Crying in Davis. Two M&M cookies smushed in your hand as you ride the escalator out of Lenoir. Basketball-induced hysteria (or, in this season’s case, weeping and gnashing of teeth). Silent Sam and the aftermath.
In one way or another, first-year spring chickens and seasoned seniors alike have shared in a collective UNC experience — the exhilarating, the traumatic and the mundane. Though our student body comprises diverse identities and backgrounds, the Bell Tower looms over us all.
Except for when it doesn’t.
Phones buzzed everywhere Wednesday afternoon when students received the (very expected) COVID-19 email from the University. All at once, thousands of eyes scanned the page, and mixed feelings flooded the student body. It was this moment that sealed our impending enrollment in, as recent internet discourse has called it, Zoom University. The email echoed the CDC’s advice: Social distancing is the name of the game.
As the situation escalates, large chunks of the UNC community face more pressing issues than the physical absence of their friends. However, Vox reported Thursday that the pandemic will spur not only an economic recession, but a “social recession.” We need to employ isolation measures, Vox Editor-at-Large Ezra Klein writes, but humans are social animals — and loneliness can adversely affect our mental and even physical health.
As we disperse, bunker down and hide out, how do we maintain the community we’ve built?
While video-calling platforms like Zoom keep our education afloat, these services can also help us sustain our friendships from a distance.
But that only works if we actually use them.
One could argue that staying in touch is a function of social media — that we can live alongside people by watching their Instagram stories. But platforms like Instagram, for better or for worse, reflect a one-dimensional and incomplete picture of our lives. When you’re en route to your 8 a.m. class and you bump into your friends, they see your disheveled, groggy self in true, natural form — not in the planned-out perfection of a teal and orange aesthetic.
By no means am I saying video calls perfectly recreate the raw realness of IRL interaction. But they come a tad closer than social media and texting. Excuse the boomer vibes ahead, but to keep up the relationships that matter to us, we’ve got to try to engage in virtual face-to-face conversations. We can treat it as if we’re grabbing lunch with someone. It might take effort or feel a little awkward, but in this time of isolation, this could help keep us from slipping away from each other.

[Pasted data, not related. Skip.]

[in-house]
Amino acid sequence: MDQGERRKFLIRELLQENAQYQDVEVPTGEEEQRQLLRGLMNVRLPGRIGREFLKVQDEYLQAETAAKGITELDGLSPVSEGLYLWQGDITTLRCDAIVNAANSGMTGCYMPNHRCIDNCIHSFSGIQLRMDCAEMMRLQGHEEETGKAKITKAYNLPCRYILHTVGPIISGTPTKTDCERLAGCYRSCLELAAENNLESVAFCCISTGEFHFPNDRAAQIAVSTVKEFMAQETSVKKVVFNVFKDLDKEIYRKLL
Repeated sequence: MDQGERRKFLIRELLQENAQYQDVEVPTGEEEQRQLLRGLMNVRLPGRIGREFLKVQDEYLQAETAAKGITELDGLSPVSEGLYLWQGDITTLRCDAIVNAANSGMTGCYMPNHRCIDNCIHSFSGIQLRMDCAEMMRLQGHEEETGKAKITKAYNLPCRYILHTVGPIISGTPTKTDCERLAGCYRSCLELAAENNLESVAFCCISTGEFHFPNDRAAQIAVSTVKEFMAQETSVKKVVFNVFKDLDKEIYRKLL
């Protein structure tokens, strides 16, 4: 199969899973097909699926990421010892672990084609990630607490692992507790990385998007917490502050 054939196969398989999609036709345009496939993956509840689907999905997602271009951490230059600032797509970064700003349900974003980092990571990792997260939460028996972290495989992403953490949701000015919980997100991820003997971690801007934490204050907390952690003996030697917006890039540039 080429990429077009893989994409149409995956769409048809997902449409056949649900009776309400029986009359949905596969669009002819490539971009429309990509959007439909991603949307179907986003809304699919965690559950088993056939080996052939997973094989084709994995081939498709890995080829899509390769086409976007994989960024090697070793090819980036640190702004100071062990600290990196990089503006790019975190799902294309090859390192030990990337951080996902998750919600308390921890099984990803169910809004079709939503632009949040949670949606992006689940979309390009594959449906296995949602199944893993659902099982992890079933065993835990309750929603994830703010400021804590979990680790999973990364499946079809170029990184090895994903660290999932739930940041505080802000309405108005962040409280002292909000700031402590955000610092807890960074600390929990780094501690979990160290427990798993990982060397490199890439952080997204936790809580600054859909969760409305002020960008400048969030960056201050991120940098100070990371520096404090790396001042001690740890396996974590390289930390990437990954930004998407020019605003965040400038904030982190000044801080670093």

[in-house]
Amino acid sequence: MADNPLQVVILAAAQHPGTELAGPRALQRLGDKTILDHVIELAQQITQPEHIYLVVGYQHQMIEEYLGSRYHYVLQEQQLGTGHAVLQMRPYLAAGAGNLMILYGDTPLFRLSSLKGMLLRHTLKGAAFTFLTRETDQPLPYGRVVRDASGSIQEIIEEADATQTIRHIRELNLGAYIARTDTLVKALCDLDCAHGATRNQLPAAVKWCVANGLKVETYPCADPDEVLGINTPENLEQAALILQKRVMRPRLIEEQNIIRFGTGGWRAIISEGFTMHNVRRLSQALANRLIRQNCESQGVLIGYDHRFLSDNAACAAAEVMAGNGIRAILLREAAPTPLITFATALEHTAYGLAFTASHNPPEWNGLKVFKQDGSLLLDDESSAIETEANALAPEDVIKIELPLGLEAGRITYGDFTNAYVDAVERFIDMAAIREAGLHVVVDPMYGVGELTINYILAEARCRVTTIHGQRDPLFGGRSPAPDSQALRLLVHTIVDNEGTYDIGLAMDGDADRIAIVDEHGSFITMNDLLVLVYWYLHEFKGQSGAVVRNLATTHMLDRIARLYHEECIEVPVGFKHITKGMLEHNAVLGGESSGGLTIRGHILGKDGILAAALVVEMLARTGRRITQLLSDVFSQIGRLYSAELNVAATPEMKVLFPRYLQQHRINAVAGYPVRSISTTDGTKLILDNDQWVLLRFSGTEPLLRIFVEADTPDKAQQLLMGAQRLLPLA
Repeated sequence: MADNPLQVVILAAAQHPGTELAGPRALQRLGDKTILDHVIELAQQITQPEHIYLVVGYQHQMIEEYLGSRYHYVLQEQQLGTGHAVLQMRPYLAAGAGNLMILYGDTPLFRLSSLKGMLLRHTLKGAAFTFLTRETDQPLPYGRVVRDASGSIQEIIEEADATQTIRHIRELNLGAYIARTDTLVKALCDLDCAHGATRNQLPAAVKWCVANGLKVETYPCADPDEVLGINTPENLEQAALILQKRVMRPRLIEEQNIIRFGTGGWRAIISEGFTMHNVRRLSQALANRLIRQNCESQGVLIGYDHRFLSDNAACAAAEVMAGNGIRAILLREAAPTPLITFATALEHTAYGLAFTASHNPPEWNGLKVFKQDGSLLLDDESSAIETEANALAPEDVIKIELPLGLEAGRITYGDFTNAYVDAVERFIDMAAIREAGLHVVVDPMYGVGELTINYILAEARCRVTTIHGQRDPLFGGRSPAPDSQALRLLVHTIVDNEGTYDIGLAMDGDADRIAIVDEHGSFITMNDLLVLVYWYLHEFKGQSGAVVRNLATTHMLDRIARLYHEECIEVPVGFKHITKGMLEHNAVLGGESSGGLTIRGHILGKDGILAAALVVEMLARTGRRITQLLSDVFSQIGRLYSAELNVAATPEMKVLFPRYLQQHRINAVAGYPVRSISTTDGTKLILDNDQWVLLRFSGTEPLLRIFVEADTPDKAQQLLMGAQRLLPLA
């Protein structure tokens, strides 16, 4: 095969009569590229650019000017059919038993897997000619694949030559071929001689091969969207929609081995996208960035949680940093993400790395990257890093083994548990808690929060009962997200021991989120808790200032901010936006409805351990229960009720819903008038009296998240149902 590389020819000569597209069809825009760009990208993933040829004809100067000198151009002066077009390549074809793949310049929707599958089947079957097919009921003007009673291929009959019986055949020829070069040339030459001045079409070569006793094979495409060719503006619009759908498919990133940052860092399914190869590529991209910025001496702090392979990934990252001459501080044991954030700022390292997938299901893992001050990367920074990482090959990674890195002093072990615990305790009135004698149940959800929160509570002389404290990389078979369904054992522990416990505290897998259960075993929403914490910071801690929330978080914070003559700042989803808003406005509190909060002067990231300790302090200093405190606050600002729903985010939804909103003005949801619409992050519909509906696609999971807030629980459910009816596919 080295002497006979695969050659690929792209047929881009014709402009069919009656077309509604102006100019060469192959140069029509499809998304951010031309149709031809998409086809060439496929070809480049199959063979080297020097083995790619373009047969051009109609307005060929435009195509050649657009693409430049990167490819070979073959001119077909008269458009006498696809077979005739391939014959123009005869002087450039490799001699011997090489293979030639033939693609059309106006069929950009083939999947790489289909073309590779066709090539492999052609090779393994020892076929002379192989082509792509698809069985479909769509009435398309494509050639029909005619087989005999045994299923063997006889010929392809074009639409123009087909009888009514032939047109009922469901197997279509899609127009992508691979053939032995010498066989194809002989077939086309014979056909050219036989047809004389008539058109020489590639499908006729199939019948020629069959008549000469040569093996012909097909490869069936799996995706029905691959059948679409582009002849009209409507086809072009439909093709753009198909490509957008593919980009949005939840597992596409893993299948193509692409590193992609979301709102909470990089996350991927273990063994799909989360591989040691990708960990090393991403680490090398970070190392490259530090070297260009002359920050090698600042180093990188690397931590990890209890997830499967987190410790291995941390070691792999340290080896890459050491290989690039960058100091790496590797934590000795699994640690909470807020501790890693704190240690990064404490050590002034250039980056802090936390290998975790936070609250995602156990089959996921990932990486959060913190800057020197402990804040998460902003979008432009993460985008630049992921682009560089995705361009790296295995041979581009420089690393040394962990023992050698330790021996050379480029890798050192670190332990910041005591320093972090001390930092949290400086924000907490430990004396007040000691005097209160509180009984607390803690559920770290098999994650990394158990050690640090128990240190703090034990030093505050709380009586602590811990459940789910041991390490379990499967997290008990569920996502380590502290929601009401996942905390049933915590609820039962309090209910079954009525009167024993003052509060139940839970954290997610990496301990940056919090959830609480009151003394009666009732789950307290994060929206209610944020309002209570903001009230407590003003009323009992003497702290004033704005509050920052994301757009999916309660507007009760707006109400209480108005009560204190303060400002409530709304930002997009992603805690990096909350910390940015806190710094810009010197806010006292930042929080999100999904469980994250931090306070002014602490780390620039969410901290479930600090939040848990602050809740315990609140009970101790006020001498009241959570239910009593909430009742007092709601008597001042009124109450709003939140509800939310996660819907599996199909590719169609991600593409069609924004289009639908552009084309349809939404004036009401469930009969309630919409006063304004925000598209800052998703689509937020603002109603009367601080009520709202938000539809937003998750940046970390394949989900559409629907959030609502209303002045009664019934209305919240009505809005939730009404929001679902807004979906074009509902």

Another possibility: letter-writing. I’ve now jumped from boomer to Downton Abbey, but honestly, this has the potential to be really cool.
Procure your friends’ home addresses, dig some frilly stationary out from the back of your parents’ cabinets and go sicko mode. Tell your friends how much they mean to you. Draw them pictures using Crayola stubs from your middle school pencil case. Write out the lyrics of “Mr. Brightside” in calligraphy. And maybe douse the envelopes in Purell for good measure.
It’s archaic and a little extra, but a physical manifestation of friendship — something you can hold in your hands — might act as a precious piece of tangible reality in this stretch of virtually-based, cloistered living.
So, we can try to keep up our preexisting friendships via FaceTime and letter-writing — but how do we stay connected to the community at large? How do we meet new people and encounter new perspectives as we did on campus?
Let’s discuss Kevin G's Big L Meme Self-Quarantine.
HEAR ME OUT.
I’m fully aware that Facebook meme groups operate a little like Fight Club — you don’t talk about them. But I will unironically advocate for the community-building capacity of memes till the day COVID-19 yeets me off this earth.
Memes unite us around shared experiences. That’s the most concise definition I’ve heard — and it prescribes a small reprieve from the isolation we’ll have to face for the next, well, who-knows-how-long. Even while we’re physically apart, memes allow us to — as much as this phrase makes me retch — “do life together.”
Groups like Kevin G’s Yada-yada-yada inject some almost-therapeutic levity into our depressing and, at times, distressing news feeds. This outbreak is a serious situation, of course, and we need to act responsibly. But retaining a sense of humor empowers us to find joy where we can. And in the midst of a pandemic, we need all the ~good vibes~ we can get.
In conclusion: This sucks. But wherever we go (or, for the sake of public health, don’t go), we can ensure that the Carolina community stays with us. GDTBATH.
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